Acoustical impedance is the most over-looked parameter in the link between your hands and the environment you are playing in. We all notice that the sound you love in your practice space is rarely translated into your performance space, and vice versa. This is just as true for purely acoustic instruments.

Acoustical impedance can be thought of as the energy transfer efficiency from the instrument to the room, almost always involving an amplifying device and transducers (speakers). In the dark ages many working musicians had a Champ, a Twin Reverb, and all sizes in between. You could select just the right match up, and presto – you ruled the room with your tone!

It’s no wonder that such magic moments lead to a life time search for the next perfect sonic experience. Gold plated EL34 tubes and all.

Dr. Chuck Billera
Dr. Chuck Billera

September 22, 2017

There is also the controversy of PCB (Printed Circuit Boards) versus PTP (point to point) hand wired circuit boards and there are manufactures on both ends that think their approach is the best way to fly when in fact they both work. Service ability wise though, I think PTP might be easier to repair, but in our modern “throw away” society, it might be easier to replace a board rather than remove and solder in a new component. No doubt old school PTP is more labor intensive and has that certain “vibe”.

Gary Nichols
Gary Nichols

September 22, 2017

I have many Amps Marshall, Fender, Ampeg, Orange, Kustom, etc. I find that my Old 1970 Marshall and 4 Valve Kustom amp have a warmth and easy tone. Can’t get it out of Solid state amps. Attenuation and the way my old amps increase the voltage to the instrument itself allows the pickups to become Hotter! That is even in a clean state the exciteation voltage fed to the instrument seems to be higher in old chasis tube amps ver. Solid state amps.

travis
travis

September 22, 2017

class A amps are way better than A/B — myth?

Thom
Thom

September 21, 2017

I moved away from tube amps in the 70’s. I had SO many problems with tube amps. I had my last two tube amps to techs probably eight times and finally got rid of ’em. One was a Blonde/Brown Fender Bassmen, sounded great. Irronically, the guy I sold it too never had a minutes problem with it. The other was a Fender Super Six, someone had messed up the wiring of the speakers, so it was running 16-22ohms instead of the 6.5ohms it was supposed to be. Got a Yamaha G100 112, put a JBL d120 in and it was Perfect the whole time I owned it!

Roger Hurley
Roger Hurley

September 21, 2017

You can hear the difference between a hand wired & PCB tube amp !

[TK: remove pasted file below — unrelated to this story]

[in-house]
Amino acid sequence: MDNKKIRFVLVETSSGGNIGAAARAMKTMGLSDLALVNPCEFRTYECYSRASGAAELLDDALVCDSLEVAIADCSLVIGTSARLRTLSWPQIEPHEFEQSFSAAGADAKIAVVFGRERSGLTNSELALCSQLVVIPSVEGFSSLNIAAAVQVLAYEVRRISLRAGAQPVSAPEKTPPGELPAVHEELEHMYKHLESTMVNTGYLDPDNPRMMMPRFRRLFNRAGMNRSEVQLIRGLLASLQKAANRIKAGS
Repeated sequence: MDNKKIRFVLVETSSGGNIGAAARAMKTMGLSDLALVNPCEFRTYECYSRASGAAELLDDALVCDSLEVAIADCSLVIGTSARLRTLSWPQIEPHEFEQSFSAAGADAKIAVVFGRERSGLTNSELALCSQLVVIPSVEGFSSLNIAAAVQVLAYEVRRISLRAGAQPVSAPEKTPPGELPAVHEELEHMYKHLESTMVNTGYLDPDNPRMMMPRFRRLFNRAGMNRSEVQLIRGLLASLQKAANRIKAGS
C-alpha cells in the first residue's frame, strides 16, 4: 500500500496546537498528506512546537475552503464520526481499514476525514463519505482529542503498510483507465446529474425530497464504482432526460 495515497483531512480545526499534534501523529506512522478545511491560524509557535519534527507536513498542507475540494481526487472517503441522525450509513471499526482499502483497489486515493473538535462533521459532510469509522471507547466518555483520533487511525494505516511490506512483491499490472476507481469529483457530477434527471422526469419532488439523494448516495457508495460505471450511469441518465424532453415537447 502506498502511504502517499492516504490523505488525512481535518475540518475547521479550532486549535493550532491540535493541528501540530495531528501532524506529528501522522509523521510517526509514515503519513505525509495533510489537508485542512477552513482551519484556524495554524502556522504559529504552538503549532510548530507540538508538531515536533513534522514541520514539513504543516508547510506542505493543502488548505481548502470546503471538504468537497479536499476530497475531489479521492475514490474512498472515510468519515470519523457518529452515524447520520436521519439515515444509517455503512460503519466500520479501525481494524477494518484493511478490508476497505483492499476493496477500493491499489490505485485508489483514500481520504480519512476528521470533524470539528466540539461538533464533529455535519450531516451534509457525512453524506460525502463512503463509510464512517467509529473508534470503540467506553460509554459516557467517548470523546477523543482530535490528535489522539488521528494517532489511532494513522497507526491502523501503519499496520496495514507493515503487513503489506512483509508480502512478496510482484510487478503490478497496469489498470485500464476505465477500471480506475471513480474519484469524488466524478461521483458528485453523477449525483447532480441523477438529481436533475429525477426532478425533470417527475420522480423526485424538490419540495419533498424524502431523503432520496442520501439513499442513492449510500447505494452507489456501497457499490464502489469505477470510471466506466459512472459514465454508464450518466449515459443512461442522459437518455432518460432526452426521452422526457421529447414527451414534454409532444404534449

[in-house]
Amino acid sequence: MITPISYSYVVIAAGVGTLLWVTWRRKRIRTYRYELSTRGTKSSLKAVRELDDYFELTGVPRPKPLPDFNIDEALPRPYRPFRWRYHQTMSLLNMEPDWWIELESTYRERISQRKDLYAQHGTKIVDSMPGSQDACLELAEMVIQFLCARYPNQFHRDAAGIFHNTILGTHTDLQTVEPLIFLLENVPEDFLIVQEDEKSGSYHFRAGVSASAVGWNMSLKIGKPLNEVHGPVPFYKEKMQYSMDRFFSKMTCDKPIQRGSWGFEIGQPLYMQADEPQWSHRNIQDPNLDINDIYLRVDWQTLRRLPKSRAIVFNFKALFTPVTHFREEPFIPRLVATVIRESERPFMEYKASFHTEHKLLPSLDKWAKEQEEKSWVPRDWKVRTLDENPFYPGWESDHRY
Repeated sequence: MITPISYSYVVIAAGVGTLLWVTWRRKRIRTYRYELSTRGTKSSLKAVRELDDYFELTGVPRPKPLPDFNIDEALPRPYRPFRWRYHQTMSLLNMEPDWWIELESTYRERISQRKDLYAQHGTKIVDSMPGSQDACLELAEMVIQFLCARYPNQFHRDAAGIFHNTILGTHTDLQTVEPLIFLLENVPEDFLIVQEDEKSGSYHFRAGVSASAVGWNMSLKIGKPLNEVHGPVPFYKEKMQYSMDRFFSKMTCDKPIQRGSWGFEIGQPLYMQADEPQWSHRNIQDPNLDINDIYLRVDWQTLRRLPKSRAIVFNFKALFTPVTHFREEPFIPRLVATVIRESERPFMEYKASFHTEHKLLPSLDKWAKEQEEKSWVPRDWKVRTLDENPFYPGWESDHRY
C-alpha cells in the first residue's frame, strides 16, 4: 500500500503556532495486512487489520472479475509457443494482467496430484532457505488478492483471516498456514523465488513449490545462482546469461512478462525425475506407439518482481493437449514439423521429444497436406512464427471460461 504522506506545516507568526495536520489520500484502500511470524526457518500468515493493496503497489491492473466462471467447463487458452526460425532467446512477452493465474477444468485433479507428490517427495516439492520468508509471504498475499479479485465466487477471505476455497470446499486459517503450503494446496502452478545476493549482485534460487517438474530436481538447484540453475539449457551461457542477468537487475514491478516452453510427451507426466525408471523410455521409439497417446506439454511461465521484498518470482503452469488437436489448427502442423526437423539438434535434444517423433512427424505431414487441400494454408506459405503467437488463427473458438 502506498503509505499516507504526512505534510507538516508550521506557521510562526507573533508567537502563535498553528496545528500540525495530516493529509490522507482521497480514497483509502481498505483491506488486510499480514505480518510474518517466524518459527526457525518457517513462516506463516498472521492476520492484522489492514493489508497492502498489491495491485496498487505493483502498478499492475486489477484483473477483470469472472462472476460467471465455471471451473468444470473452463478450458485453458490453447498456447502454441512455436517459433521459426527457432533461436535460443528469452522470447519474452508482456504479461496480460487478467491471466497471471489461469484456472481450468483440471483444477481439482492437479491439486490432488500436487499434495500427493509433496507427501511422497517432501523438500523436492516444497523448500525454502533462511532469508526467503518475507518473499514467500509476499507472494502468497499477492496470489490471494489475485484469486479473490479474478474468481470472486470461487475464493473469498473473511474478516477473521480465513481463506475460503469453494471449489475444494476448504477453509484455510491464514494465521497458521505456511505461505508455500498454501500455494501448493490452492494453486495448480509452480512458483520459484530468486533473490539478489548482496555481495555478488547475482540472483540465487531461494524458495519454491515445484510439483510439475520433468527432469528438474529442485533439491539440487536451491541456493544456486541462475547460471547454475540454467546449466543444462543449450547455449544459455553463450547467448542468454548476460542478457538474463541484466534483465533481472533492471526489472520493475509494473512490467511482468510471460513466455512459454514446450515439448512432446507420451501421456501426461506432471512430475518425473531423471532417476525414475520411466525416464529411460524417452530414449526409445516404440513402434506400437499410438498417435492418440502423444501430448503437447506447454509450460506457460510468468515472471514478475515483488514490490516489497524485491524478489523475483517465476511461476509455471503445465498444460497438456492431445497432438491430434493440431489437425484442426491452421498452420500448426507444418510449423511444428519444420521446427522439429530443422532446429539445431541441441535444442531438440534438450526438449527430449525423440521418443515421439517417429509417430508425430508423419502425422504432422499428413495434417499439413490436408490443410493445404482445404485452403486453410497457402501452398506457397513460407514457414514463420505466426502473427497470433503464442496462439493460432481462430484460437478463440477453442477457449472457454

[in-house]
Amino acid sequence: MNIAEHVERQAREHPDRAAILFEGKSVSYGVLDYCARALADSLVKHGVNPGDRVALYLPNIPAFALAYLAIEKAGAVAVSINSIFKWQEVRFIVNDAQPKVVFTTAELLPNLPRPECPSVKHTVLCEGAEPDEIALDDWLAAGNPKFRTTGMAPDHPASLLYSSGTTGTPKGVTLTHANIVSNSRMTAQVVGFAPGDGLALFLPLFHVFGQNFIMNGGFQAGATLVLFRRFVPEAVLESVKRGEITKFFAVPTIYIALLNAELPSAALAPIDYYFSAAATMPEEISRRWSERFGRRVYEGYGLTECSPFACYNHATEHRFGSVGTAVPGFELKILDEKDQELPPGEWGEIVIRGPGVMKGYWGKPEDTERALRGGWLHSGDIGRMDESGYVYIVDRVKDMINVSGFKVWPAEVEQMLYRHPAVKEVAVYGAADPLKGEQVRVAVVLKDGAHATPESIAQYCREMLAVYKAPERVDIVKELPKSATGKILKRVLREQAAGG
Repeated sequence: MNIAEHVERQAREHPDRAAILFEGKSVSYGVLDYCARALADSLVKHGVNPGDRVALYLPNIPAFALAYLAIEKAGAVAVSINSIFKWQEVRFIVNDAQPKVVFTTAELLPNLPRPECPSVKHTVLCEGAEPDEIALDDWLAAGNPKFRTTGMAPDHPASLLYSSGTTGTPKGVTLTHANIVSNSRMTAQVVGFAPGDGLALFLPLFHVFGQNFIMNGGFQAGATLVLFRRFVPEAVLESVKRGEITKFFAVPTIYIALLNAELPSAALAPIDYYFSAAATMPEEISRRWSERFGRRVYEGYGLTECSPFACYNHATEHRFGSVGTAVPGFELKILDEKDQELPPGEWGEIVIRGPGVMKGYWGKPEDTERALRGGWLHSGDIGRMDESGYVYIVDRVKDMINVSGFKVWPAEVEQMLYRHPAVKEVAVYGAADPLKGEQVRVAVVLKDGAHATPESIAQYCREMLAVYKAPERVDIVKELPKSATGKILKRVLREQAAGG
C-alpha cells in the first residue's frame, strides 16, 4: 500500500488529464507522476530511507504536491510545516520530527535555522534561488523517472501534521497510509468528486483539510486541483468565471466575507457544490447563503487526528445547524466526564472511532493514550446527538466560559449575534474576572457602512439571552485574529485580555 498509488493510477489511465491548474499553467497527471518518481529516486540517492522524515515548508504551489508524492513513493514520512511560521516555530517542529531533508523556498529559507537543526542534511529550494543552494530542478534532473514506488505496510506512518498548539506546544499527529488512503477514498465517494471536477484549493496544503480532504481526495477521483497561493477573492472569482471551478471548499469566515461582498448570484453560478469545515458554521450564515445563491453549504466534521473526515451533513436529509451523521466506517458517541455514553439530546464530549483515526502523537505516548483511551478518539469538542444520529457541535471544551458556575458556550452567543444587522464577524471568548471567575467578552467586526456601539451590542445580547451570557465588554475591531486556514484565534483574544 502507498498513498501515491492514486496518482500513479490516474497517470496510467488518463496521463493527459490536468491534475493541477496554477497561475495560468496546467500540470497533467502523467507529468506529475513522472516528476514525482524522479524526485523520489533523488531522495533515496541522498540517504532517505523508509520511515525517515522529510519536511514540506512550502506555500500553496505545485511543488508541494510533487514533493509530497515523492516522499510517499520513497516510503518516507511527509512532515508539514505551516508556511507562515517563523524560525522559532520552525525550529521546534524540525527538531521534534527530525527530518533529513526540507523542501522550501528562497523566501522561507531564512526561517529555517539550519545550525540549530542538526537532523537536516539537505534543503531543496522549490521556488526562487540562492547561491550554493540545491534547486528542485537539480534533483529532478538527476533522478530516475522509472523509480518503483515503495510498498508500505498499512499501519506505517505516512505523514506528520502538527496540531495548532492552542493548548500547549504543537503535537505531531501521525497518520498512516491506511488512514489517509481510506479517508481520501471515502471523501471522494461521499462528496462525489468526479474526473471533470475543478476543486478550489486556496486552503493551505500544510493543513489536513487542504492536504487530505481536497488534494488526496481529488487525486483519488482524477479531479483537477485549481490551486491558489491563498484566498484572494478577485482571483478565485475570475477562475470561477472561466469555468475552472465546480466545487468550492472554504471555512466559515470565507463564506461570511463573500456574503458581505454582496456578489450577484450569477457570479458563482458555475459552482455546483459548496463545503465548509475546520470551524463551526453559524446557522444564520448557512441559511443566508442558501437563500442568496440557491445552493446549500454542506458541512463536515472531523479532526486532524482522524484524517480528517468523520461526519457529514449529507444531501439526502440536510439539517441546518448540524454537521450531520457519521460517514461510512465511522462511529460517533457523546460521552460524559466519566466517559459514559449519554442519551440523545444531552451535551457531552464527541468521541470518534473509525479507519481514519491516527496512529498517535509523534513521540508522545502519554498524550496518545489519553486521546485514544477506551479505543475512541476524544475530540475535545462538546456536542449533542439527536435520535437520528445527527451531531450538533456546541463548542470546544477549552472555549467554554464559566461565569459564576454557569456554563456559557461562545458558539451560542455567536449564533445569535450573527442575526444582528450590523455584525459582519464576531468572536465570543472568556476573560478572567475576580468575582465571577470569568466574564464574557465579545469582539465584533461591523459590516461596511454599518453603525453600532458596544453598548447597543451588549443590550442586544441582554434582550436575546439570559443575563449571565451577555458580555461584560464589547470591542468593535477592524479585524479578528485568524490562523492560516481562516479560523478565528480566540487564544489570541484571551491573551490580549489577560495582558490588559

John Lattimer
John Lattimer

September 21, 2017

I thought this might be an interesting post. It wasn’t.

Never cared about the power difference between tube and solid state amps. Tone matters most, and what I hear that pleases my ear matters most. I’ve used both, and what pleases my ear the most is true vintage tube tone.

As far as gold plating goes, it is a better conductor; but you’re right. I have a ‘76 Firebird with gold-plated pickups. They’re appealing to the eye, but the difference between them and chrome or nickel is negligible.

Higher frequencies than I can hear to produce clarity?!;0 Absolute BS!!!

More expensive boutique parts to produce a better amp. Sorry, but more BS!

Not sure who’s been spreading this stuff, but I’ve been playing since the 70’s and never heard any of this nonsense from players that were older, wiser, and more accomplished than myself.

Hope your next post is a bit more relevant to anyone besides ill-informed kids.

John Lattimer

Kirk Smith
Kirk Smith

September 21, 2017

You’re right on. We 15 and 16 year-olds could never figure out how a Fender Twin rated at 85W could blow the livin’ socks off of a solid-state Vox Super Beatle (the ones made in California) rated at 240W. And where are the boutique parts in my antique Bassman 410? Huh?

Kevin Greer
Kevin Greer

September 21, 2017

Is this a typo?:
Even though humans “can” hear beyond 20kHz, audio equipment needs to be able to reproduce higher frequencies to insure clarity.
Did you mean: “can’t”, or “can”?

Russell Evans
Russell Evans

September 21, 2017

Point to point wiring. Myth? Or truly better?

Robert England
Robert England

September 21, 2017

What about class A sounding “truer” or more “natural” than AB? I have both and A to me is practice/writing, AB is the gig rig, so it seems like playing volume perception and wattage.